What will they do with that new space? Lots. One of the best things about Smile Group is their focus on enrichment. Documentarian and social worker Leslie Wiener’s photographs never fail to express the ability of Smile Group’s activities to foster community-building among HIV-affected families, some of whom face deep stigmas in their physical communities. With ample accommodations, Elisabeth Nguyen will make yoga sessions more sustainable by enrolling in a course on teaching yoga for children (with her costs covered by the Global Fund for Children). Leslie is also seeking opportunities to have Macs supplied to the house to teach the kids practical computer skills. And of course, the dancing, singing and musical performances will continue, not to mention invaluable workshops on living with HIV/AIDS.

Thomas Maresca’s “Living Positive” cover story that follows the lives of three Smile Group families is no longer in the AsiaLIFE archives, but you can read the profile of Leslie that I contributed to the July 2009 People Issue (issue 28), still available in the online archives.

Here are some more photos from the day, courtesy of Leslie:

A bit of new school…

And a bit of old school

Crashing the dance floor

The gang’s all here

Enjoying the new house

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Filed under Causes, Ho Chi Minh City, Vietnam

Raid on Illegal Vietnamese Wildlife Restaurants Gets NY Times Coverage

illustrated by Brenden Wenzel, AsiaLIFE March 2010

I woke up this morning to find the following news item in my Google Alerts: Vietnam Raids Restaurants Selling Exotic Meats. The piece, which ran on The New York Times Green blog, reports that a large, coordinated raid by the Lam Dong Forest Protection Department involving more than 100 wildlife agents led to the seizure of hundreds of pounds of illegal meat and the arrest of a dozen restaurant owners. The campaign was supported by surveillance work carried out by NGO Wildlife Conservation Society.

Back in March, I travelled into Lam Dong Province to visit a sustainable agro-forestry farm for a cover story on conservation in Vietnam. My research turned up some troubling facts about the imbalance between the profits from the wildlife trade and the resources available to tackle poaching and trafficking. In his research paper Wildlife Trading in Vietnam: Situations, Causes, and Solutions, Nguyen Van Song of the Hanoi University of Agriculture estimated that the Forest Protection Department employee’s monthly pay is roughly equivalent to daily profits at exotic meat restaurants.

Read the entire article in the AsiaLIFE archives, issue 24.

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Filed under Causes, Vietnam

PBS Picks Up Documentary on Vietnam AIDS Activist

Update: Watch the entire documentary at the PBS Global Voices website.

I recently spoke to Leslie Weiner, one of the three women behind Smile Group, and her documentary on Vietnamese AIDs activist Nguyen Van Hung will premier on PBS in the United States on May 10. I profiled the work of Smile Group and the legacy of Hung in a February 2009 AsiaLIFE article, “The Teacher’s Lessons.” Now, his story and the stories of those living with HIV/AIDS in Vietnam will be broadcast to millions. Check out the trailer for Thay Hung: Teacher below:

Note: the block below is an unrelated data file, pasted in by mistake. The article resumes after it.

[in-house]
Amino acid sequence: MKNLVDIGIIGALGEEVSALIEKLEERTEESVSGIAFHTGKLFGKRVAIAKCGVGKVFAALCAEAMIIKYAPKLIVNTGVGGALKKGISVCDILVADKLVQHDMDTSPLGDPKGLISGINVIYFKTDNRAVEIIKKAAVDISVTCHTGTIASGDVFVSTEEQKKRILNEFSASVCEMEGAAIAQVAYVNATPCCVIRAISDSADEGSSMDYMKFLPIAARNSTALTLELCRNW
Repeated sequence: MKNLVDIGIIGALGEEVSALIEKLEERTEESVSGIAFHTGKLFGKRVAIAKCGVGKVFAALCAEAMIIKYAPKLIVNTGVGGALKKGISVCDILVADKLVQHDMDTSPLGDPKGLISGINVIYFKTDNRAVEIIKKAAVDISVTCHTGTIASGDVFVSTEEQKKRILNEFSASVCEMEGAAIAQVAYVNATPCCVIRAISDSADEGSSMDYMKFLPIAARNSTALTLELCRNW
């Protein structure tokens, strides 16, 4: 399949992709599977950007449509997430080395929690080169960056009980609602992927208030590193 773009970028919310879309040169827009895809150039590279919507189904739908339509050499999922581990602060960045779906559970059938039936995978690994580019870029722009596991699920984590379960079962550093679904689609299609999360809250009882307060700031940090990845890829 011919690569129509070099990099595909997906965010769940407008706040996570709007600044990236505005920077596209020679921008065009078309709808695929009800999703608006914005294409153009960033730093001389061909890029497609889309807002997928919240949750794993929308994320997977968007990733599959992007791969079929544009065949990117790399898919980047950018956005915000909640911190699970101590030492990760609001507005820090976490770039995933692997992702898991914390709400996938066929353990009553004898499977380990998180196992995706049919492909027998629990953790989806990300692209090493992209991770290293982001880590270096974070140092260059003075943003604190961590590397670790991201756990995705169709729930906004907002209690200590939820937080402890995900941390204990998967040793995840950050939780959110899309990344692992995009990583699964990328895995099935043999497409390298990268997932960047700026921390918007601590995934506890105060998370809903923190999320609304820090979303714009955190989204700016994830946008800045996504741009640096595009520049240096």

For those unfamiliar with PBS (Public Broadcasting Service), it’s the States’ most widely broadcasted nonprofit public broadcasting television service, with affiliates in more than 350 locations. Thay Hung: Teacher will appear under the banner of the PBS series Global Voices. If you live in the United States, check for air dates at pbs.org.

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Filed under Causes, Ho Chi Minh City, Media, Vietnam

Painting with Street Children

I stopped by a painting class for disadvantaged youth and street children run by Armed with a Paintbrush to research an article I’m writing about the American nonprofit for AsiaLife HCMC. The good folks at AWAP handed me a paintbrush and let me paint with a gaggle of pre-adolescent artists:

Painting with street children

Painting with street children

Friends from back home will recognize my inspiration: Charlie, the beagle I left behind…

When the AWAP gallery opens next month on Bui Vien Street, conscious-minded art enthusiasts can swing by to purchase paintings created by local youth and to get their hands dirty doing a spot of painting. For the time being, you can peruse AWAP’s paintings currently available at its online store.

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Filed under Causes, Ho Chi Minh City, Vietnam

Saigon Sellers Hawk Cookies for a Cause

Walking through the backpacker district in Saigon means shoeing away street vendors hawking everything from hammocks to hashish, not to mention the bevy of poor Vietnamese vying for your heart strings. But there’s one group of street sellers you can feel good about supporting.

Sozo street sellers operate between Pham Ngu Lao and Bui Vien and are readily identified by their baskets of American-style cookies: chocolate chip, oatmeal raisin, peanut butter, and white chocolate. Packages of 3 cookies cost 20,000 VND (just over a dollar), the proceeds from which benefit Sozo Centre, a bakery and nonprofit on Bui Vien that provides poor families and disabled Vietnamese with job training, specifically in baking and running a business. Sozo also runs volunteer programs and funds schooling costs for some of the families with whom they work.

So before you brush off the seller who approaches your lunch table, look for the Sozo label. Not only do the cookies support a good cause, they’re tasty and more practical than a hammock.

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Filed under Causes, Food & Drink, Ho Chi Minh City, Vietnam